NAB has reported unaudited cash earnings of $2.15 billion for the December quarter, an increase of 18 per cent compared to the average of the previous two quarters.
In its first quarter trading update released to the ASX on Thursday, NAB declared an unaudited statutory net profit of $2.05 billion. The bank said that its revenue had increased by 15 per cent, reflecting higher margins, stronger markets and treasury income and volume growth.
“The higher interest rate environment, resulting from central bank actions to curb inflation, has benefitted our revenue this period. But this is also causing economic growth and house prices to soften, and loan repayments to increase,” said NAB chief executive officer Ross McEwan.
“We know these changing circumstances, combined with cost of living pressures, will create difficulties for some of our customers, and we have a range of options available for those needing support. Overall though, continued strong employment conditions and healthy savings buffers mean most customers look well placed to manage through this period.”
NAB’s net interest margin (NIM) lifted 12 basis points (bps) to 1.79 per cent. Expenses rose by 4 per cent, or 3 per cent excluding Citi’s consumer business, with higher staff-related costs reported to have been partly offset by productivity and lower remediation charges.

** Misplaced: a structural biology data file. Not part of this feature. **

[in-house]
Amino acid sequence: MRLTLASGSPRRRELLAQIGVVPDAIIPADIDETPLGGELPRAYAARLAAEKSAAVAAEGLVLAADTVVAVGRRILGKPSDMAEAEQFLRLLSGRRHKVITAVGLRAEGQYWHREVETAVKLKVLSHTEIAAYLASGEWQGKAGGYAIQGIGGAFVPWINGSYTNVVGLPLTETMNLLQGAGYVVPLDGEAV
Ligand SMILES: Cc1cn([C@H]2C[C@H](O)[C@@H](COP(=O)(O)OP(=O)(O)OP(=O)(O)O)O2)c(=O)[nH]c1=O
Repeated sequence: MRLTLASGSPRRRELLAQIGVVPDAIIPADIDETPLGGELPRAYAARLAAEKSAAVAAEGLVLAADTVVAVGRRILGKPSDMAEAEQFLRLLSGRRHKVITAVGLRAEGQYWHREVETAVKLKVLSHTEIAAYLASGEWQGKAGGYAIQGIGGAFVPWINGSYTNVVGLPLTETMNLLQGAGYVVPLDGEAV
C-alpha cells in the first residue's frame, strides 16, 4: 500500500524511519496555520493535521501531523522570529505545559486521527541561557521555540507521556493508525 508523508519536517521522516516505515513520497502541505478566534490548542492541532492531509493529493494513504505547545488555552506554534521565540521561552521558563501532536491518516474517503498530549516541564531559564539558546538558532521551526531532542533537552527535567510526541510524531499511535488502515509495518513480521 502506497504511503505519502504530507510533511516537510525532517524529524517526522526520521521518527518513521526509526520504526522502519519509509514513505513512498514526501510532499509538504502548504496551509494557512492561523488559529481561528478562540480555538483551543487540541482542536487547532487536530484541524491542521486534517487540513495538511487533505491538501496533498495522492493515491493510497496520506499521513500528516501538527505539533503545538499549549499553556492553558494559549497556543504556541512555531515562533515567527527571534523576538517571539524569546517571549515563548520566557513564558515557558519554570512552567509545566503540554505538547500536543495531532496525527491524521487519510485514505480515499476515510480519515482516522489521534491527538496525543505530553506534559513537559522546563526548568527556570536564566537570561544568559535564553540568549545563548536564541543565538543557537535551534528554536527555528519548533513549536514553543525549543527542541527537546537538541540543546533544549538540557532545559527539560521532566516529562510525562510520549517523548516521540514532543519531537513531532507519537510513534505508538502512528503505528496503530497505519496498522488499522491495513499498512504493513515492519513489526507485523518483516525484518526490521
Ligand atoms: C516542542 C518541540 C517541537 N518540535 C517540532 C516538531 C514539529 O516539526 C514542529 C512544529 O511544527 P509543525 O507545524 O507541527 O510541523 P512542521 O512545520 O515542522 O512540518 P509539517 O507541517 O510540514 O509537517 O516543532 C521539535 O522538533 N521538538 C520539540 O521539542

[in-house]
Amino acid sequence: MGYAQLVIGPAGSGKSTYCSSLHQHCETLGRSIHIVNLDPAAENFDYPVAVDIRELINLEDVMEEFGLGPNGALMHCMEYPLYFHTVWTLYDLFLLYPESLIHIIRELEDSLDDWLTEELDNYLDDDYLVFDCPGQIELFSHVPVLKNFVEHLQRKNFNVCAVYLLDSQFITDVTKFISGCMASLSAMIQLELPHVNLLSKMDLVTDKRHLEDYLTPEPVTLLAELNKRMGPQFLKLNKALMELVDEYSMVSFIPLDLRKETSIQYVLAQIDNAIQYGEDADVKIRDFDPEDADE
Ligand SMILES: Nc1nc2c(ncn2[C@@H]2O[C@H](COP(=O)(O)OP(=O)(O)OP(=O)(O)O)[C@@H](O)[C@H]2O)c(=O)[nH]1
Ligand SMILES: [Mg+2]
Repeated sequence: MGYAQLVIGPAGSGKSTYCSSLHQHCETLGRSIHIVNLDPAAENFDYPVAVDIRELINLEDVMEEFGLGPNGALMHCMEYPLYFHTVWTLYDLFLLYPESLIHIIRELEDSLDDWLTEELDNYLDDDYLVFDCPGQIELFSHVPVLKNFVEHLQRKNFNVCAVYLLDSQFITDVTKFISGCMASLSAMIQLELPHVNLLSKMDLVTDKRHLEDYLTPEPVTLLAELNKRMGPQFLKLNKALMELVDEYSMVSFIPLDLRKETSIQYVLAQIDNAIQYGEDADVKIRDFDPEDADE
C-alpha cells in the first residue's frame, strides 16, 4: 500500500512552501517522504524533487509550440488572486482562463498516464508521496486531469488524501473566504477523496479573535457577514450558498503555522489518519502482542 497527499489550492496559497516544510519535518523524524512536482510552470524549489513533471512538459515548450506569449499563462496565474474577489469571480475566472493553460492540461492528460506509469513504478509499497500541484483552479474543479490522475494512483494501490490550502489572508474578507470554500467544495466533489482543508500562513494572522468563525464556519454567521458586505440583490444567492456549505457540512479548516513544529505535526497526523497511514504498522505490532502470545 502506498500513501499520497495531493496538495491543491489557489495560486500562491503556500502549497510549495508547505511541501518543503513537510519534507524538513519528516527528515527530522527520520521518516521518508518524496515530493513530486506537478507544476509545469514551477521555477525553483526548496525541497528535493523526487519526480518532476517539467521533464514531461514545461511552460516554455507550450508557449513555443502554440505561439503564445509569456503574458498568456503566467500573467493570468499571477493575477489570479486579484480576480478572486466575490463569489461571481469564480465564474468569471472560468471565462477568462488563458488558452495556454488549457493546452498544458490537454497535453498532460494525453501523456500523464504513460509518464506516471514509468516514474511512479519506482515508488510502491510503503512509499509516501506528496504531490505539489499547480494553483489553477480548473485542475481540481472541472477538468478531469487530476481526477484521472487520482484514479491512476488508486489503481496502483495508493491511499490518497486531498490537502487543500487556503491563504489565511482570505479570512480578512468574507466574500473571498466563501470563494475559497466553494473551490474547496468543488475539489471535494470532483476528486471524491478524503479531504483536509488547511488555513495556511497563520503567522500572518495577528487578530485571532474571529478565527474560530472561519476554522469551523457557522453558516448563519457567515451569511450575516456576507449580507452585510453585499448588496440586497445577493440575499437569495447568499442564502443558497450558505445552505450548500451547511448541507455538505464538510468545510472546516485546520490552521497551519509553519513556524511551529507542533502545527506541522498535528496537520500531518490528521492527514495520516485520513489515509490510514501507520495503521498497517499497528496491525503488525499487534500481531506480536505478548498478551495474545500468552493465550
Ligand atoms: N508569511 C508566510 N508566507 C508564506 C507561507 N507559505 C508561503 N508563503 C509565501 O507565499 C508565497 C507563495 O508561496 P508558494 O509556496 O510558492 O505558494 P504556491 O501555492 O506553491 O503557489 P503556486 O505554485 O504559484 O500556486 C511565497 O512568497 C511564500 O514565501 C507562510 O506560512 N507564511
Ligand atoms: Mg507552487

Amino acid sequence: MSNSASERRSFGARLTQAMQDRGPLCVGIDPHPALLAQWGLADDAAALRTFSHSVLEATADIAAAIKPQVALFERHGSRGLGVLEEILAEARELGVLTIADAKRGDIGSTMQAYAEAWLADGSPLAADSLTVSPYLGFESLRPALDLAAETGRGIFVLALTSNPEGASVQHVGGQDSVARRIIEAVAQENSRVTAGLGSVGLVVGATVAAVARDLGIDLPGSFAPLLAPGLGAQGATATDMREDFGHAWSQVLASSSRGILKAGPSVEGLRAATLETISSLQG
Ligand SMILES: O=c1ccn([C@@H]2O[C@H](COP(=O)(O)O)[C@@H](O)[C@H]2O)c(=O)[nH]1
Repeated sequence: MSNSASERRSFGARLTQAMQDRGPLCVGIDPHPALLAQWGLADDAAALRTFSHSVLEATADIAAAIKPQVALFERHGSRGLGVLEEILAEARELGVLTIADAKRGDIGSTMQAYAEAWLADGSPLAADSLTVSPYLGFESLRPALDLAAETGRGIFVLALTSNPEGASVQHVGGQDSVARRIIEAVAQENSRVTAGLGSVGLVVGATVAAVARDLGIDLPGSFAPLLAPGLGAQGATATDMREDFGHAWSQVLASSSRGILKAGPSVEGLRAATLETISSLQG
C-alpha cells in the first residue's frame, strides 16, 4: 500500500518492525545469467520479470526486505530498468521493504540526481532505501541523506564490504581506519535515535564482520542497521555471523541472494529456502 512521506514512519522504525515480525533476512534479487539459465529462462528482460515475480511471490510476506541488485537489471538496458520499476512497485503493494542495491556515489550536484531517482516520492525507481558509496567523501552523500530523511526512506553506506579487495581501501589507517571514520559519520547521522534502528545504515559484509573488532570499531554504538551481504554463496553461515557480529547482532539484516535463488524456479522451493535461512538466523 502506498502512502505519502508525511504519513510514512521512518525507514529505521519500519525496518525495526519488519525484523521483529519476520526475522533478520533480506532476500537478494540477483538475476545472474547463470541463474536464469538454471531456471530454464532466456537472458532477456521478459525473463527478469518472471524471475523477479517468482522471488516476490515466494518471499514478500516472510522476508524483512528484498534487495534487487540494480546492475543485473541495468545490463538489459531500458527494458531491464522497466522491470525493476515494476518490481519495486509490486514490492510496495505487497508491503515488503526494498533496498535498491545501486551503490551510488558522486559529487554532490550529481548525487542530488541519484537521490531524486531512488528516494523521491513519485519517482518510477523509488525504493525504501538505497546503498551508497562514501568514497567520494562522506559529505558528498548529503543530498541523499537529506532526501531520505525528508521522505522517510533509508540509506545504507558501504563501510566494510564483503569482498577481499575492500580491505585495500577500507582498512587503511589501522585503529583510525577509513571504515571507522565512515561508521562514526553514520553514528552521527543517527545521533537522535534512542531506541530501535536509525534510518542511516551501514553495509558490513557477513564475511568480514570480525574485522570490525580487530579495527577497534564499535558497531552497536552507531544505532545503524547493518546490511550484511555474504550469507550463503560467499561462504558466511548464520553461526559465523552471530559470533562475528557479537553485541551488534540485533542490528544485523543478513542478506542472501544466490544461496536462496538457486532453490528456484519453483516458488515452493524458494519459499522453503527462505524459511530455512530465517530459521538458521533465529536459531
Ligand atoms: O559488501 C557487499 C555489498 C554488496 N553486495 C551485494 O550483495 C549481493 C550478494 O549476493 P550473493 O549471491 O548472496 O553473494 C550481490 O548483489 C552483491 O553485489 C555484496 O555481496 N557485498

As of 31 December 2022, the bank’s group CET1 ratio sat at 11.3 per cent compared with 11.5 per cent as of September 2022.
“Our business is in good shape for this environment. Capital and provisioning remain strong, and we are well advanced on our FY23 term wholesale funding task with $20 billion issued by 10 February,” commented Mr McEwan.
“We are investing to deliver simpler, more digital experiences for customers and colleagues and continue to target productivity benefits of approximately $400 million in FY23.”
The bank said that its credit impairment charge (CIC) was $158 million, reflecting the impact of lower house prices and business lending volume growth.
Meanwhile, NAB noted that the ratio of 90+ days past due and gross impaired assets to gross loans and acceptances was down 4 bps to 0.62 per cent, which it said mainly reflected continued improvement across its Australian home loan portfolio along with a continued low level of impaired assets in the business lending portfolio.
“Executing our strategy remains our key priority. We are focused on getting the basics right, maintaining cost discipline, managing our bank safely, and improving customer and colleague outcomes to deliver sustainable growth and improved shareholder returns,” Mr McEwan concluded.